Beyond coal, natural gas, chemicals, and timber, tourism is one of our state's main industries. It's also a great one. From whitewater rafting to skiing to hiking, the state is a great place for outdoor activities. Craft breweries and a few great local restaurants are helping make the state a destination. Unfortunately, the debate about this bill, especially in the wake of the backlash in Indiana, is hurting the state's ability to make build up it's tourism industry by making many people feel unwelcome.
It's really too bad as a local restaurant, Atomic Grill, made international news for how they responded to comments about their waitresses and has been lauded for their response to other intolerance in their restaurant.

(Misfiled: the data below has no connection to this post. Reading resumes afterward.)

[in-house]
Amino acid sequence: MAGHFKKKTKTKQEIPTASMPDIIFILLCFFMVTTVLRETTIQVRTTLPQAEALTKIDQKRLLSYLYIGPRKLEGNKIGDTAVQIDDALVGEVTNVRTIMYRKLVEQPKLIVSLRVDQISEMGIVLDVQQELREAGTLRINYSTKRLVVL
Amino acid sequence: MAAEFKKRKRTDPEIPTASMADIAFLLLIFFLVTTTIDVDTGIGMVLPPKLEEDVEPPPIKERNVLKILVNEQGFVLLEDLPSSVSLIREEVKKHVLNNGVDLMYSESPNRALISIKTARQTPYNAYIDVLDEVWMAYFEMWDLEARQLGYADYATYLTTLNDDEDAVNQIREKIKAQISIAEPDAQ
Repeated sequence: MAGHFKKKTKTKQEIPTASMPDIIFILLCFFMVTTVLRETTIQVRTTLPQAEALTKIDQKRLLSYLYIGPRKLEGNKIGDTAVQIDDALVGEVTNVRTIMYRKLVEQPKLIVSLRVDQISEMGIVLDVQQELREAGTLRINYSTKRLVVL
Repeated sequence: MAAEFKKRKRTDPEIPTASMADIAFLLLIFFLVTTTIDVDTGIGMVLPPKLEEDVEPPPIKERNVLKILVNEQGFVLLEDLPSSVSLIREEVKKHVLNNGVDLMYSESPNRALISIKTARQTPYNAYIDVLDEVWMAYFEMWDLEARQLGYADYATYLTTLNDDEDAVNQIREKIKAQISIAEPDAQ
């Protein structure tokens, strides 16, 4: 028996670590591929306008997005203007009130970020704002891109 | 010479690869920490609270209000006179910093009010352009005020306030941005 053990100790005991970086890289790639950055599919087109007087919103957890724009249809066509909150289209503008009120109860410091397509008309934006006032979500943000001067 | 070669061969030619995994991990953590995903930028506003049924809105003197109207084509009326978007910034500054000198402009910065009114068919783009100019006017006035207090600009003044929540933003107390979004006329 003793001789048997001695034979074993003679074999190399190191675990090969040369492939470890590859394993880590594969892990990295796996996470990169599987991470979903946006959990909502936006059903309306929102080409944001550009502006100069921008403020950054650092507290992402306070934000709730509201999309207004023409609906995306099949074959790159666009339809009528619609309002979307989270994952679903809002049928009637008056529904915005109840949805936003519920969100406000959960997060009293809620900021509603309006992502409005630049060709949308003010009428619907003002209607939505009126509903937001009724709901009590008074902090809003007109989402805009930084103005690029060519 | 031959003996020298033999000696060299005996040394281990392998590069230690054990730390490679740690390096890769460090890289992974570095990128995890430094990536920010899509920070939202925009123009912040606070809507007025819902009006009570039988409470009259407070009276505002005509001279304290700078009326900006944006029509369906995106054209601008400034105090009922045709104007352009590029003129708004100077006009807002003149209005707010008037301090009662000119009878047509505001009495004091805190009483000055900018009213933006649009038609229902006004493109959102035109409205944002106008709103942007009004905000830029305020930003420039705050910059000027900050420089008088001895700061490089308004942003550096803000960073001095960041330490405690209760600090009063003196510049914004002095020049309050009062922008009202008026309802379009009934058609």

I don't like this bill because, to me, it's either a tautology or an attempt to discriminate through legislation. But beyond that, it's stupid, terrible way to promote business in the state. We spend enough time trying to get people to come visit -- and when people do, they almost always like it. It really is a great place in so many ways. At a time when the entire state is looking at 4% budget cuts across the board -- when we need to be building bridges to broader audiences -- the state's legislature is screwing around with bills that have zero economic upside and reinforce stereotypes about the people of our state.
Being pro-business means being pro-consumer, which really means being pro-people. This bill is none of those. We need to do better, and it's disappointing our time and our money are being wasted like this.
Tuesday, February 2, 2016
Embracing Freedom of Contract in the LLC: Linking the Lack of Duty of Loyalty to a Duty of Disclosure